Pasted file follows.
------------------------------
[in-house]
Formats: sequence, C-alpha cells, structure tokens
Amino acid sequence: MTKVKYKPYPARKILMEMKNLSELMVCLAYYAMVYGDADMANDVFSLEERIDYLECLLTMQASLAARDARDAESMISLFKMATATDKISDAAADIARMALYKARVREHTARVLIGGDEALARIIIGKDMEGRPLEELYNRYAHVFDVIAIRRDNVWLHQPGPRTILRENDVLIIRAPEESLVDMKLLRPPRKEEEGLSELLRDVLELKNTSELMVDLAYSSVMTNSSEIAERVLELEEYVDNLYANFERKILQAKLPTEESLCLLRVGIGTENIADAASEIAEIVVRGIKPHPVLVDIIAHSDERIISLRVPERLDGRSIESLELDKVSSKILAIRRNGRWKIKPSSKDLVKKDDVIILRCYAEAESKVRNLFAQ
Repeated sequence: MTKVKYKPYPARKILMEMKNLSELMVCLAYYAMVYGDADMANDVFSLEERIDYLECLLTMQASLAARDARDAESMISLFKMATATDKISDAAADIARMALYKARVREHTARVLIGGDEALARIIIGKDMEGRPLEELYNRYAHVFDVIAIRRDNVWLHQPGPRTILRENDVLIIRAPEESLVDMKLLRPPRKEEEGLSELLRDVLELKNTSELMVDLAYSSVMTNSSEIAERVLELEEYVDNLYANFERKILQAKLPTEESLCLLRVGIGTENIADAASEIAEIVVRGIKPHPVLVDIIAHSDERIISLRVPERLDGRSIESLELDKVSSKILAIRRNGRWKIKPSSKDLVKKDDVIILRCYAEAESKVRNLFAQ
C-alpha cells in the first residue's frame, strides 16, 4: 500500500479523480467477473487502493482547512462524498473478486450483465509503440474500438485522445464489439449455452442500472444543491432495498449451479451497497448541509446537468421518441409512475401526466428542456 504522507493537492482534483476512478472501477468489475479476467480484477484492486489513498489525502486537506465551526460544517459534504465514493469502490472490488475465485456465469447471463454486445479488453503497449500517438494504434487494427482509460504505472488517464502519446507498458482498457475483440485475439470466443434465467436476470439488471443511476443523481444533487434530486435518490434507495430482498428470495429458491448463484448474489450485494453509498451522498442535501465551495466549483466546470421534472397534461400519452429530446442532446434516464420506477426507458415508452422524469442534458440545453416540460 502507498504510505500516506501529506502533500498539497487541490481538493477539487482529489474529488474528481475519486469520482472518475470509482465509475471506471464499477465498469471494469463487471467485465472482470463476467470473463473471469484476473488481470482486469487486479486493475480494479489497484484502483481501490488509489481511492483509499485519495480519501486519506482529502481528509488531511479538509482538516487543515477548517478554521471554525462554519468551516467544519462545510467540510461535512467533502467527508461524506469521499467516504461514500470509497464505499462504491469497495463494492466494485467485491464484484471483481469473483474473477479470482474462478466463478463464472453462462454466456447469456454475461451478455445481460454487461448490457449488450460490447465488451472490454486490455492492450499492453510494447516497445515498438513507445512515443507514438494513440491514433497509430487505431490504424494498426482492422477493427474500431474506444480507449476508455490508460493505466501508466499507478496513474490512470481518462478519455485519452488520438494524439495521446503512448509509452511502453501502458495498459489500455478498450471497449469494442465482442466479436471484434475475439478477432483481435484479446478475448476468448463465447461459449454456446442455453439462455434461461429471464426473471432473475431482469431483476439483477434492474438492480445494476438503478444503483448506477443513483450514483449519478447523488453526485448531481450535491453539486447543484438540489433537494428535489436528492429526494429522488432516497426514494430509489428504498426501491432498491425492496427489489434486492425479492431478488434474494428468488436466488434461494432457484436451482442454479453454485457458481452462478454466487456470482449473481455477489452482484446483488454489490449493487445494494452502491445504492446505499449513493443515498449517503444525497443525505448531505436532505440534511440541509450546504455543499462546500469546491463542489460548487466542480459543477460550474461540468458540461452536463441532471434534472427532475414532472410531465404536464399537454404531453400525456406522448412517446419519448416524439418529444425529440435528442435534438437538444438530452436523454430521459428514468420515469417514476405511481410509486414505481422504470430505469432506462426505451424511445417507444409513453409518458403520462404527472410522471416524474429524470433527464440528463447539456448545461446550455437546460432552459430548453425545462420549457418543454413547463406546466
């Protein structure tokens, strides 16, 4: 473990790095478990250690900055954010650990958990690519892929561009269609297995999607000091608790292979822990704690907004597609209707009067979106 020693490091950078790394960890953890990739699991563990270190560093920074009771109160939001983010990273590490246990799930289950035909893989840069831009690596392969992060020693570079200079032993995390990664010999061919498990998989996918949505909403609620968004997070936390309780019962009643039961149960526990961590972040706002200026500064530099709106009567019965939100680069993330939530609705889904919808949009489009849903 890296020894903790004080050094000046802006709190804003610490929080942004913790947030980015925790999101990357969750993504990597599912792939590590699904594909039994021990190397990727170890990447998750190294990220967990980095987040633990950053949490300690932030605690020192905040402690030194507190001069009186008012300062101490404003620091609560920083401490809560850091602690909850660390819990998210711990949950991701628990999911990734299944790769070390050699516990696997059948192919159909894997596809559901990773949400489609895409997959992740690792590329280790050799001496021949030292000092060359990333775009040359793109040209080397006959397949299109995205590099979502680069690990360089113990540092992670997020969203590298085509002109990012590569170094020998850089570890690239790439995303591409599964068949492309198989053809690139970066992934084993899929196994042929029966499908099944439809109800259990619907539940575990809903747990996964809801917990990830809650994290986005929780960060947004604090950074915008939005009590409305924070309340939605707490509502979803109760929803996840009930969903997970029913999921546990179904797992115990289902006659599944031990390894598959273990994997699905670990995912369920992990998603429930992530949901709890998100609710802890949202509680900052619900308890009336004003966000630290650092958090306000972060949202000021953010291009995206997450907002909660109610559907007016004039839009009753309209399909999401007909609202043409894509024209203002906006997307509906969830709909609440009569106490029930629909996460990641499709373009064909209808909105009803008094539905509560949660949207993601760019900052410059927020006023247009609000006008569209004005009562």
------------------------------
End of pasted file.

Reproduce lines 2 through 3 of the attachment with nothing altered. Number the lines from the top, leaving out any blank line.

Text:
Formats: sequence, C-alpha cells, structure tokens
Amino acid sequence: MTKVKYKPYPARKILMEMKNLSELMVCLAYYAMVYGDADMANDVFSLEERIDYLECLLTMQASLAARDARDAESMISLFKMATATDKISDAAADIARMALYKARVREHTARVLIGGDEALARIIIGKDMEGRPLEELYNRYAHVFDVIAIRRDNVWLHQPGPRTILRENDVLIIRAPEESLVDMKLLRPPRKEEEGLSELLRDVLELKNTSELMVDLAYSSVMTNSSEIAERVLELEEYVDNLYANFERKILQAKLPTEESLCLLRVGIGTENIADAASEIAEIVVRGIKPHPVLVDIIAHSDERIISLRVPERLDGRSIESLELDKVSSKILAIRRNGRWKIKPSSKDLVKKDDVIILRCYAEAESKVRNLFAQ